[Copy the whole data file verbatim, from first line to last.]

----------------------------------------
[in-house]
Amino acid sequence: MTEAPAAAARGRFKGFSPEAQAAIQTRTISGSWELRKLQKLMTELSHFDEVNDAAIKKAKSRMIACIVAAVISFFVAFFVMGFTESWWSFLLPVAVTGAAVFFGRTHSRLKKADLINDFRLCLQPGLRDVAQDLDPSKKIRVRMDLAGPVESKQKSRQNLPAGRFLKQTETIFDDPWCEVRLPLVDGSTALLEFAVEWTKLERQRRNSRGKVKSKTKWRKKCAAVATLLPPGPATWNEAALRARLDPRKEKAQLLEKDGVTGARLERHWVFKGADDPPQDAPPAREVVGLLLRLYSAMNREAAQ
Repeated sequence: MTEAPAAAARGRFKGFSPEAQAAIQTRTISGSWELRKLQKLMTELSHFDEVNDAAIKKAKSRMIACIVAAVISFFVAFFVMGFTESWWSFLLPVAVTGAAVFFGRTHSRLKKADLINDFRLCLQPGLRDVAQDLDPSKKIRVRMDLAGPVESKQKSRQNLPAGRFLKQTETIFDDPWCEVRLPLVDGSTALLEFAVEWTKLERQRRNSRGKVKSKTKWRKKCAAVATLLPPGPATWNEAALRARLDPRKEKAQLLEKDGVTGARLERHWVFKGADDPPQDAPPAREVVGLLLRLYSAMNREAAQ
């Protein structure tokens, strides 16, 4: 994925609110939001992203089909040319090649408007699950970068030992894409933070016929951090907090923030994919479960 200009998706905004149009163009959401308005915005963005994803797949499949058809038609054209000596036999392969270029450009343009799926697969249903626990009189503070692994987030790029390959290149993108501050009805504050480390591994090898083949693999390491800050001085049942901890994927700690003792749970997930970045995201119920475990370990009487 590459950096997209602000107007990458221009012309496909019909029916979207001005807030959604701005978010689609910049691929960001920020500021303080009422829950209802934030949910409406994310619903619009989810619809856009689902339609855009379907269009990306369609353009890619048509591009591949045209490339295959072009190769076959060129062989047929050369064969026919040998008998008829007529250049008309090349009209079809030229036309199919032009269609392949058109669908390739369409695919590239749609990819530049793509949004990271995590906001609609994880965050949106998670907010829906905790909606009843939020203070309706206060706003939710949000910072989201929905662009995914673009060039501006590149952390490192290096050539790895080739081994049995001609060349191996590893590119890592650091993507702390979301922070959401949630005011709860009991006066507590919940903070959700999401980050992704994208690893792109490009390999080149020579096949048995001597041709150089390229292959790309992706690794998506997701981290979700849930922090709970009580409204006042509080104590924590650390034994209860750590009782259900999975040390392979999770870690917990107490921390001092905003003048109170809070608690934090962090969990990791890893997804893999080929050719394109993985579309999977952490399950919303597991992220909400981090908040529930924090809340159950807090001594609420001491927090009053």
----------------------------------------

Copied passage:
[in-house]
Amino acid sequence: MTEAPAAAARGRFKGFSPEAQAAIQTRTISGSWELRKLQKLMTELSHFDEVNDAAIKKAKSRMIACIVAAVISFFVAFFVMGFTESWWSFLLPVAVTGAAVFFGRTHSRLKKADLINDFRLCLQPGLRDVAQDLDPSKKIRVRMDLAGPVESKQKSRQNLPAGRFLKQTETIFDDPWCEVRLPLVDGSTALLEFAVEWTKLERQRRNSRGKVKSKTKWRKKCAAVATLLPPGPATWNEAALRARLDPRKEKAQLLEKDGVTGARLERHWVFKGADDPPQDAPPAREVVGLLLRLYSAMNREAAQ
Repeated sequence: MTEAPAAAARGRFKGFSPEAQAAIQTRTISGSWELRKLQKLMTELSHFDEVNDAAIKKAKSRMIACIVAAVISFFVAFFVMGFTESWWSFLLPVAVTGAAVFFGRTHSRLKKADLINDFRLCLQPGLRDVAQDLDPSKKIRVRMDLAGPVESKQKSRQNLPAGRFLKQTETIFDDPWCEVRLPLVDGSTALLEFAVEWTKLERQRRNSRGKVKSKTKWRKKCAAVATLLPPGPATWNEAALRARLDPRKEKAQLLEKDGVTGARLERHWVFKGADDPPQDAPPAREVVGLLLRLYSAMNREAAQ
């Protein structure tokens, strides 16, 4: 994925609110939001992203089909040319090649408007699950970068030992894409933070016929951090907090923030994919479960 200009998706905004149009163009959401308005915005963005994803797949499949058809038609054209000596036999392969270029450009343009799926697969249903626990009189503070692994987030790029390959290149993108501050009805504050480390591994090898083949693999390491800050001085049942901890994927700690003792749970997930970045995201119920475990370990009487 590459950096997209602000107007990458221009012309496909019909029916979207001005807030959604701005978010689609910049691929960001920020500021303080009422829950209802934030949910409406994310619903619009989810619809856009689902339609855009379907269009990306369609353009890619048509591009591949045209490339295959072009190769076959060129062989047929050369064969026919040998008998008829007529250049008309090349009209079809030229036309199919032009269609392949058109669908390739369409695919590239749609990819530049793509949004990271995590906001609609994880965050949106998670907010829906905790909606009843939020203070309706206060706003939710949000910072989201929905662009995914673009060039501006590149952390490192290096050539790895080739081994049995001609060349191996590893590119890592650091993507702390979301922070959401949630005011709860009991006066507590919940903070959700999401980050992704994208690893792109490009390999080149020579096949048995001597041709150089390229292959790309992706690794998506997701981290979700849930922090709970009580409204006042509080104590924590650390034994209860750590009782259900999975040390392979999770870690917990107490921390001092905003003048109170809070608690934090962090969990990791890893997804893999080929050719394109993985579309999977952490399950919303597991992220909400981090908040529930924090809340159950807090001594609420001491927090009053």